Color stability of composite resin cements depends on polymerization. Many factors such as color, thickness, opacity, polymerization type of adhesive cement, filler content, and type of light device affect the polymerization of composite resin cement. Today, these factors affecting the polymerization of composite resin cements are still being investigated in many clinical and in vitro studies. Clinical studies (in vivo) must evaluate the properties of restored materials due to some intraoral conditions that cannot be imitated in the laboratory. Although there are many in vitro studies examining intraoral conditions and polymerization effects, the absence of a similar in vivo study is of great importance in terms of reference to future studies. Although there are many in vitro studies investigating the effects of intraoral conditions and the polymerization reaction in adhesive resin cements, the fact that similar in vivo studies have not been reported is very important in terms of reference of this study to future studies. The null hypothesis of this in vivo study was that the color change before and after the polymerization of adhesive cement would not be observed, and after a certain period, intraoral conditions would not cause a color change.
| Materials and Methods|| |
This study was conducted in 92 incisors (46 central incisors and 46 lateral incisors) ceramic laminate veneer restorations of 27 patients (age range: 18–35 years; 15 females and 12 males) who applied to Süleyman Demirel University Faculty of Dentistry, Department of Prosthetic Dentistry, with aesthetic expectations, who were given an indication for laminate veneer and volunteered to participate in this study. Written information was obtained from all participants, and they signed informed consent form which was approved by the Ethical Board of the Süleyman Demirel University (no.: 2018/54). Patients with major morphological modifications like conoid teeth, fracture, diastema closure, irregular shape, and tooth position were included in this study. Participants with caries, restoration, endodontic treatment, bleaching, orthodontic treatment, and excessive coloration in their teeth to be treated were excluded from the study. Indications for laminate veneer restoration among patients participating in our study include diastema closure, conoid lateral teeth, crown fractures, correction of crown length and width, localized enamel loss due to abrasion or erosion, and the need to increase incisal length of teeth. The materials used in the study and their compositions are given in [Table 1].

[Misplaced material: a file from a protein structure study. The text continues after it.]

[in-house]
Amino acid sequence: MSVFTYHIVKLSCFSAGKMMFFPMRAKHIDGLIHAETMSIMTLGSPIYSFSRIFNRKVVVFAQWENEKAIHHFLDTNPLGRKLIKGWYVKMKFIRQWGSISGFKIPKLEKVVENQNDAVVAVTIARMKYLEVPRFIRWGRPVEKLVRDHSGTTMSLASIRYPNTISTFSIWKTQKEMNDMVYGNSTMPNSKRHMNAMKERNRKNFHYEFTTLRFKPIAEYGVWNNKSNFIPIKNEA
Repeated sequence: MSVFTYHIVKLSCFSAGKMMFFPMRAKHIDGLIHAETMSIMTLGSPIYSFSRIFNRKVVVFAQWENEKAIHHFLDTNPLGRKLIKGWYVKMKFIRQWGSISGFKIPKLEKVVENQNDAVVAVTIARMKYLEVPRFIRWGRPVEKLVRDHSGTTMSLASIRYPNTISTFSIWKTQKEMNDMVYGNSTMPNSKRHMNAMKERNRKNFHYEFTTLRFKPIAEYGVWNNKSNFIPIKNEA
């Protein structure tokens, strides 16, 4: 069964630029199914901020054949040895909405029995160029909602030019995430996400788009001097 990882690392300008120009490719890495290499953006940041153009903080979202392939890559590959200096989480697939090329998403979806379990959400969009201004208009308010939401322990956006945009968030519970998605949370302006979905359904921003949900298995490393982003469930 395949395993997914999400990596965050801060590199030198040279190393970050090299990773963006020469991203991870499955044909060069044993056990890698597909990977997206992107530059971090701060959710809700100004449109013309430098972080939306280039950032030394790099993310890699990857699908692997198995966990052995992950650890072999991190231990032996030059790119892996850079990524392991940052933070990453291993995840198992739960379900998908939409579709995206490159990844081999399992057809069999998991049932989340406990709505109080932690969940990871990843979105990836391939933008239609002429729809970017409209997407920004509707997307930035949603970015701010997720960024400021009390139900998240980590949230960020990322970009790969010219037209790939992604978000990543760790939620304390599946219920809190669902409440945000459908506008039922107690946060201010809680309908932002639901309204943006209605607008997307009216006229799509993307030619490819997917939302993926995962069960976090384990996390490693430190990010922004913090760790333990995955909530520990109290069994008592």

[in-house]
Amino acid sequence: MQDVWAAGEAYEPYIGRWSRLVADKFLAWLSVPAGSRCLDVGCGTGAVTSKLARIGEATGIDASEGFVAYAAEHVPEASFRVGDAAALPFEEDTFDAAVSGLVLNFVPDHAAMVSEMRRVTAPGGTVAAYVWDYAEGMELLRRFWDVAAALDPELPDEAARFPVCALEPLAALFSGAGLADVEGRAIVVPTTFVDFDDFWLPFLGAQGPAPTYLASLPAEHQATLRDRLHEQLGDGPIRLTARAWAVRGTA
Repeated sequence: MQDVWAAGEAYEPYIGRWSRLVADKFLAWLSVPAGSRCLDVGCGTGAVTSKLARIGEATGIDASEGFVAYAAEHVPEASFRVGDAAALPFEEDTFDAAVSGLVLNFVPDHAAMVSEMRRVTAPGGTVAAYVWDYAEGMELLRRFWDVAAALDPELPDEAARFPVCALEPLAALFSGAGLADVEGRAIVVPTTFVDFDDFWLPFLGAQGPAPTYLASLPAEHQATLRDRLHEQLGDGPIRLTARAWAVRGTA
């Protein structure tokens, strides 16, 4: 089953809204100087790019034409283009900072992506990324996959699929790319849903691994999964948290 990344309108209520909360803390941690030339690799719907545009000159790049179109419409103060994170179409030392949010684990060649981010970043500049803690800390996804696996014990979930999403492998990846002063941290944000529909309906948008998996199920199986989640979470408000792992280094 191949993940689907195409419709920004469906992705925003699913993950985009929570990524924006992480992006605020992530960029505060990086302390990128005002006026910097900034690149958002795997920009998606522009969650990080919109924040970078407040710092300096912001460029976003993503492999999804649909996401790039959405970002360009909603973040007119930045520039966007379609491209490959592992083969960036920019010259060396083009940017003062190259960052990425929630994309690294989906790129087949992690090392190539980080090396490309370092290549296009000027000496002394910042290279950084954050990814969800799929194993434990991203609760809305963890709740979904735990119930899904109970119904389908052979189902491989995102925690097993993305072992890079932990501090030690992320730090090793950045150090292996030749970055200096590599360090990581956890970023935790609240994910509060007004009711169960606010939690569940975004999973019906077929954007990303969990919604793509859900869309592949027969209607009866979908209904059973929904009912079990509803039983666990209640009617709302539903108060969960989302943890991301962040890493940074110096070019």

|Table 1: The manufacturer and chemical composition of used ceramic material and resin cement|
Click here to view
Preparation of the porcelain veneers
During the first diagnostic appointment, the color of the selected tooth was measured with a spectrophotometer (VITA Easyshade, VITA Zahnfabrik, Germany) and the unaffected portion of the teeth or adjacent or opposing teeth was used as a reference, followed by diagnostic waxing for further evaluation. From this wax-up, the silicone indexes were fabricated in order to construct the aesthetic pre-evaluative temporary (APT) method with bis-acrylic resin (Luxatemp, DMG). Once the patient accepted the mock-up, the same operator used the APT restoration as a precise guideline to prepare the tooth structure, considering that the thickness of the veneer was 0.3–0.5 mm. In this study, ceramic laminate veneer restorations in standard thickness (0.3–0.5 mm) lithium disilicate ceramic structure (IPS e.max Press HT, Ivoclar Vivadent, Schaan, Liechtenstein) were cemented to the tooth with translucent light-polymerized resin cement (Choice 2 Starter Kit, Bisco, Schaumburg, IL, USA). Preparation for laminate veneers was achieved at a depth of 0.3–0.5 mm guided by depth cut marks. Tapered round-ended diamond chamfer burs were used for uniform preparations, and at the cervical area, a shallow chamfer finish line was created epi- or supragingival to maintain good periodontal health. A final impression was made in a custom tray, using heavy-body and light-body addition silicone impression material (Elite HD + Putty Soft, Elite HD + Light Body, Zhermack, Italy), by putty-wash technique. One dental technician fabricated ceramic veneers using lithium disilicate ceramic structure (IPS e.max Press HT, Ivoclar Vivadent, Schaan, Liechtenstein). The restoration thicknesses of the prepared standard thickness (0.3–0.5 mm) ceramic laminate veneer (IPS e.max Press HT, Ivoclar Vivadent, Schaan, Liechtenstein) were controlled using a digital micrometer (Digimatic Caliper; Mitutoyo) [Figure 1].
|Figure 1: Determination of standard thickness (0.3–0.5 mm) ceramic laminate veneer by using a digital micrometer|
Click here to view
Cementation procedure and measurement of CIELAB color coordinates
The teeth were cleaned before the trial. The quality of fit, gingival extension, and color match of the veneer were assessed. Try-in allowed contours and margins to be evaluated, and the patient requested to proceed with the final bonding procedures. Before the cementation process, while restoration was on the tooth, the color values of each restoration were measured using a spectrophotometer (VITA Easyshade, VITA Zahnfabrik, Germany) from the center side (middle third) of the facial surface of the restoration (color analysis 1). A single operator performed the color measurements in the same period (at 11:00–13:00 noon hours) and at the same dental unit [Figure 2].